Vertical gardening, both indoors and out, is a hot trend right now. It’s space saving and striking in appearance. Nothing brings the outdoors in like an interior vertical planting wall…you really do feel like you are in a garden when beside it! 1970s gardeners used macramé plant hangers to create the effect. Plants set on a shelf, if the light conditions are right, also work. A vertical planting wall assembled in plant pockets, where the containers seem to disappear once the plants take over, is especially effective. If you’ve got a wall near a window, you’ve got the potential for a vertical planting wall.
I used two individual 7-pocket felt hanging planter bags found at http://www.banggood.com. Similar types of planter bags can be found online and in garden centers, including the popular (and expensive) Wooly Pockets. If you sew, you could easily construct your own. If used outdoors, I would plant directly into the felt pockets I purchased, but I wanted a tidier and drier situation, so my plants are potted in one-quart, plastic sandwich bags and nestled into the pockets. Some spilling still happens, but the felt absorbs it and keeps the wall behind the pockets dry.
Potting the plants and watering. I recommend a high-quality potting soil that will not compact and is crumbly and easy to work with. There is no drainage with the sandwich bags I use, nor do I incorporate any drainage medium at the bottom of the bags (to save space) so fastidious watering is a must. Bi-weekly, small waterings along with occasional misting from a spray bottle works. For a couple months, pull out the pockets and check for standing water and adjust the dosage as needed. You will get a sense of how much your wall requires. I fertilize very sparingly – half the recommended dosage during the summer months. This seems to help plants to thrive, while keeping growth in check.
A note on potting: Fold the side of the bag down, like cuffing a pant leg, sprinkle an inch or so of soil at the bottom and then break up the roots of the plant. Nestle the root ball into the soil and begin adding soil around it, shaking the container as you go to get the dirt into crevices. Pat the dirt down as you go, continue shaking and overfill a little as it will quickly settle.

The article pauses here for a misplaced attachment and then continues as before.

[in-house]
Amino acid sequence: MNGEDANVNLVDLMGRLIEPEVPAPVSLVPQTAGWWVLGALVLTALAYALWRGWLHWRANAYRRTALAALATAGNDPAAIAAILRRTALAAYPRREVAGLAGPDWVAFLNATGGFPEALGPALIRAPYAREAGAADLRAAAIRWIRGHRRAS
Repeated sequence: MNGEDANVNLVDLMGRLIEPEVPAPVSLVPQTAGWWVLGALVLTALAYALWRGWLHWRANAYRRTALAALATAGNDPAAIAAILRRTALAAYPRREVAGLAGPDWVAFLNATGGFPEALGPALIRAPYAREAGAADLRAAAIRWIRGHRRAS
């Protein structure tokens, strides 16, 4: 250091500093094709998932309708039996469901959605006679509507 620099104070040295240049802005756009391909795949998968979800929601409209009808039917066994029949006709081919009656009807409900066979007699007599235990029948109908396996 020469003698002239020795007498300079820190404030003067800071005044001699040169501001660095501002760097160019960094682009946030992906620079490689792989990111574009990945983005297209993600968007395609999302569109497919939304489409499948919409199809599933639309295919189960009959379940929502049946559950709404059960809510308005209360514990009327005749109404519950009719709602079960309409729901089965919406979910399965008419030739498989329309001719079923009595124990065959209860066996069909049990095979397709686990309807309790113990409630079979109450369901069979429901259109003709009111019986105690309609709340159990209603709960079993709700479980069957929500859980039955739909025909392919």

Plant selection. Because conditions aren’t ideal, mainly due to lack of drainage, but also the close quarters, getting the right plants is key. I have had the best luck with the old stand-by, iron horse houseplants. Pothos and philodendrons have done great and are available in varieties that bring a assortment of colors and forms. Look for pothos ‘Marble Queen,’ ‘Golden’ and ‘Neon.’ Philodendron ‘Brasil’ adds a lot of visual interest. I have also had success with hypoestes (polka dot plant), and to a certain extent, Tradescantia pallida and ivy. Ivy seems to do best if you begin with a larger plant. Generally speaking, plants that do well in a terrarium setting seem to thrive in this particular setting and you don’t need a lot of plants with interesting leaves to have an impact – two or three will do. Your specific light conditions will also dictate plant selection, though pothos and philodendron will do well just about anywhere.
Other tips and tricks
- Isolate new plants for a couple weeks to check for infestation. Plants become intertwined and bugs spread quickly. (I learned this the hard way.)
- Check the planting bags and add soil if need be, particularly a month or so after planting.
- Orchids do well in the planting wall. Search for pots that are small enough to tuck easily into the pockets.
- Air plants (Tillandsia) work wonderfully to tuck in around the wall to fill holes.
- Consider houseplant cuttings in the planting wall, including pothos, philodendron, ivy and coleus. I use plastic water bottles (the new recycled plastic varieties are very easy to cut) and fill them with water and tuck into place.